Producers must become advocates to build consumer trust and dairy sales.
Source: DMI news release
ORLANDO, Fla. – The dairy checkoff gives producers a voice in the marketing chain after milk leaves their farms, and that helps grow sales, said Tom Gallagher, CEO of Dairy Management Inc., which manages the national dairy checkoff program.
While brands are focused on market share, producers need growth in all dairy product categories, Gallagher said during the UDIA/NDB/NMPF annual meeting in Orlando, Fla.
“The checkoff is the producer’s voice to grow categories and increase sales,” Gallagher said.
Among the checkoff’s priorities, Gallagher said, is to work with partners such as McDonald’s, Domino’s and Quaker, and encourage them “to do something they wouldn’t do otherwise, or to do it faster, to meet consumer demand and grow sales for everybody.”
As an example, Gallagher cited the transformation and regeneration of the pizza category. The dairy checkoff has worked with Domino’s and others to improve quality and place more cheese on pizzas. Checkoff partnerships with Domino’s and others have moved more than 6 billion additional pounds of milk the last three years. The checkoff also is growing sales of U.S. cheese in the Pacific Rim.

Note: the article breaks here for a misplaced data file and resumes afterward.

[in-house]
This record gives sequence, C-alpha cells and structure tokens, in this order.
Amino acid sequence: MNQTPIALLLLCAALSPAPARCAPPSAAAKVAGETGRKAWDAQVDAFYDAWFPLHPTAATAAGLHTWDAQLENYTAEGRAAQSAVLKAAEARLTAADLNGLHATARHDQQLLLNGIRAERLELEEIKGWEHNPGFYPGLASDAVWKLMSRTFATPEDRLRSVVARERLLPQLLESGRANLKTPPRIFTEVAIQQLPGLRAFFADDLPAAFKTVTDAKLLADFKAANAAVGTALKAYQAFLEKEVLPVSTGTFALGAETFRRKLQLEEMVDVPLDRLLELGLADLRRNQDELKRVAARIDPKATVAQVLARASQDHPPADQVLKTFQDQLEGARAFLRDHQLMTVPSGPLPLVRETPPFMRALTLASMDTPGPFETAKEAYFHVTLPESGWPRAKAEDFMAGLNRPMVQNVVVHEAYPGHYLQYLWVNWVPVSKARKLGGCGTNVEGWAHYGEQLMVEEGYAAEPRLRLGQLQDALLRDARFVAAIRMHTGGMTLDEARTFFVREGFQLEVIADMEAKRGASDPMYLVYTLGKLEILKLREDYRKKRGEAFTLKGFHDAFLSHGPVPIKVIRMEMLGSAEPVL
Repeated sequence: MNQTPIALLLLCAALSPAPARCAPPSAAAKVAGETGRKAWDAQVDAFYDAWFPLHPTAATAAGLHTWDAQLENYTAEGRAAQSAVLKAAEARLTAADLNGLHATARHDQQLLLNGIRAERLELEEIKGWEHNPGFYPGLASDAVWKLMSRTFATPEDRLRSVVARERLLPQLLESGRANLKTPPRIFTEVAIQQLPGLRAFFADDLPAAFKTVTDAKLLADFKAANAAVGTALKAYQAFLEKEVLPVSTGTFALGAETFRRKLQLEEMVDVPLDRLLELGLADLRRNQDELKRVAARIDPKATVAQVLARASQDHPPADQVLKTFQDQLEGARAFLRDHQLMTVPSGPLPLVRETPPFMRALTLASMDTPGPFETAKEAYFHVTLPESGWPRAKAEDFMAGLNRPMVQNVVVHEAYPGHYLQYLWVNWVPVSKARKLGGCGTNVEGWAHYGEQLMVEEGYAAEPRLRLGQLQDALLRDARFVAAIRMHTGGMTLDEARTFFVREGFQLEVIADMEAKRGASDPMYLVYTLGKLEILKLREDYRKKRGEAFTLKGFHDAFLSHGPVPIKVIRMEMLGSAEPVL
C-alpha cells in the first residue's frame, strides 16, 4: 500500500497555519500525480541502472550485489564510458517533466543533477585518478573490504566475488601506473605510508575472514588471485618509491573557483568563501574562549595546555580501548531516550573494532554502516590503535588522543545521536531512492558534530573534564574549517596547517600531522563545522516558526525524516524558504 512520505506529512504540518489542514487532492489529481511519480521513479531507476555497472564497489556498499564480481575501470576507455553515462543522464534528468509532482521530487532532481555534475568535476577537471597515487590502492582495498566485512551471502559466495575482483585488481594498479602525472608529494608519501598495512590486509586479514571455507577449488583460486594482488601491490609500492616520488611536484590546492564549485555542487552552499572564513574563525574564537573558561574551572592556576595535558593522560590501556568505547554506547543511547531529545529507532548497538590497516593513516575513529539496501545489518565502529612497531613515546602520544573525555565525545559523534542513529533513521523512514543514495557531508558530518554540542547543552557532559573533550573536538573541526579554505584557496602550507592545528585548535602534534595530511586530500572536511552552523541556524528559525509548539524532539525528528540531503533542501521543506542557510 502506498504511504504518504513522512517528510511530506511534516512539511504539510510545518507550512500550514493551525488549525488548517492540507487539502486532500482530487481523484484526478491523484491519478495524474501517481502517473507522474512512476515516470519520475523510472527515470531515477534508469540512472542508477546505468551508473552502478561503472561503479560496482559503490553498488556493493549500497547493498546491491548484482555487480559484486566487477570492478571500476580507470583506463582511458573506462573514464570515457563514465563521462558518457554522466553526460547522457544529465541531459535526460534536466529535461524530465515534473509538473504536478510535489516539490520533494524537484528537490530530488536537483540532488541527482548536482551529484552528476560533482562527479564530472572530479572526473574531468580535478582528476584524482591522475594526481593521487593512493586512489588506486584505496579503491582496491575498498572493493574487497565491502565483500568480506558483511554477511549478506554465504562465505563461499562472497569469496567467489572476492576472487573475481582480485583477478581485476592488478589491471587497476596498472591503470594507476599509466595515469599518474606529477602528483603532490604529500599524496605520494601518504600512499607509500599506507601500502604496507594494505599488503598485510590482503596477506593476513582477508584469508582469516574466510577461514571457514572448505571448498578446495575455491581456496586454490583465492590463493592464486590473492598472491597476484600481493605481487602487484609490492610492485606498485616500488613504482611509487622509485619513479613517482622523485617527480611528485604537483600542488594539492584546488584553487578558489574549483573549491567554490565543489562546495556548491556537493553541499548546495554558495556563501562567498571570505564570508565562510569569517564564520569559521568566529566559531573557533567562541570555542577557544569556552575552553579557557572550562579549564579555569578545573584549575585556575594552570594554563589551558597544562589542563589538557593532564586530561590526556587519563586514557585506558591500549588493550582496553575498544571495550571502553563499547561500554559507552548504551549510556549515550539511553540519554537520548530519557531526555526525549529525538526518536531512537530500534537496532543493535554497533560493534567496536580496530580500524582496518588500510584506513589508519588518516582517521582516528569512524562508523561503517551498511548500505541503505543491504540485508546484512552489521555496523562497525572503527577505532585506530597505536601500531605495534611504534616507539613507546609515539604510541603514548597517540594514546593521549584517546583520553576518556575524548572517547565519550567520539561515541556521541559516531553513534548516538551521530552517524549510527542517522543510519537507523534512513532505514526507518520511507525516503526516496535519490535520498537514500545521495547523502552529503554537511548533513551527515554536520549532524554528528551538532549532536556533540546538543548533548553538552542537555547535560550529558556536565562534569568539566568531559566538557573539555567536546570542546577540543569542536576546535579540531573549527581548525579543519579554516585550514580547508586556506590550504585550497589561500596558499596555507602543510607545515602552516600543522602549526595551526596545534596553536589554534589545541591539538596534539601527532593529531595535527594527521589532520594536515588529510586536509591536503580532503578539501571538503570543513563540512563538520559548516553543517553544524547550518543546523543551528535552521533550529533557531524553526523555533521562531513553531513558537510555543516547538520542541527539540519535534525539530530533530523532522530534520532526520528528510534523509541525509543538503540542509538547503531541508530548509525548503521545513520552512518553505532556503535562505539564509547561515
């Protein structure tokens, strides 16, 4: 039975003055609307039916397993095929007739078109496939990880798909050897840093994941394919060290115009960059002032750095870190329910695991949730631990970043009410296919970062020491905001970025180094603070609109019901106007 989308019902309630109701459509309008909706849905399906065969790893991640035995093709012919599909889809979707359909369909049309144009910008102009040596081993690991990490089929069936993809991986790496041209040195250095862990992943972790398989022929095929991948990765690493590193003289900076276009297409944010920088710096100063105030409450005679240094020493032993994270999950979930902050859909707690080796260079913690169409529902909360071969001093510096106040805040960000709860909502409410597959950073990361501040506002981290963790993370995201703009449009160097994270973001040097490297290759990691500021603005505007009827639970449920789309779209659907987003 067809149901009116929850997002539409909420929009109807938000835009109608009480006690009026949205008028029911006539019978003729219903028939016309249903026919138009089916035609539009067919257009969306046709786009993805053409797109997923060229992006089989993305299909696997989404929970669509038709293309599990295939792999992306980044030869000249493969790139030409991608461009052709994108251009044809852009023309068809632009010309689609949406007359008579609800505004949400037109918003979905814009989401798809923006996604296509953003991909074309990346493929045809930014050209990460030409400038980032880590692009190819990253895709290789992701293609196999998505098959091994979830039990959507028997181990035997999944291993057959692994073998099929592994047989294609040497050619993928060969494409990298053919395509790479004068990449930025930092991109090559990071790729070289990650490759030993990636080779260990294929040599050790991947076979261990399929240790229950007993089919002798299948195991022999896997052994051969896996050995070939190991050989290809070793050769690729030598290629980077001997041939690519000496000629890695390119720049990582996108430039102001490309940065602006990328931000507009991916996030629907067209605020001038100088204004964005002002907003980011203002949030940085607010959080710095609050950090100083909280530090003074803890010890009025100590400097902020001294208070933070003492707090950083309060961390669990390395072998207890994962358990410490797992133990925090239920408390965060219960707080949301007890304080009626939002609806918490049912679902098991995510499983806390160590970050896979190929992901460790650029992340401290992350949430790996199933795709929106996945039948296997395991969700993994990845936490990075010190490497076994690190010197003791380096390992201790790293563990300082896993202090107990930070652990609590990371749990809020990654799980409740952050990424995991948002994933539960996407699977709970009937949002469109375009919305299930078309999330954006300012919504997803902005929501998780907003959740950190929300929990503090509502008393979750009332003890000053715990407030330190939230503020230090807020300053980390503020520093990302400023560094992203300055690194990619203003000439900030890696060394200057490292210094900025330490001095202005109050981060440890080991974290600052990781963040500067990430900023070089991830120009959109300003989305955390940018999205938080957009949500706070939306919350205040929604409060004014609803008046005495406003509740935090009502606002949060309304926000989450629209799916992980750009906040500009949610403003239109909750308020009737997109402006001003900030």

Another example is stimulating formulation of dairy products in quick-serve restaurants. “The work with McDonalds has moved more than 2 billion additional pounds of milk over the last three years,” Gallagher said. “It also has stimulated others in the category to follow McDonald’s lead in dairy innovation.”
A new partnership with Quaker will explore other opportunities. Quaker has committed to building consumer awareness of preparing oatmeal with milk instead of water.
Gallagher said 9 billion servings of oatmeal are prepared annually but less than 30 percent of those are made with milk.
“Each one percent increase would mean an additional 30 million pounds of milk sold,” he said.
All told, DMI’s partnership strategy combines $200 million of checkoff investment with nearly three times that amount of “other peoples’ money” to help drive dairy sales.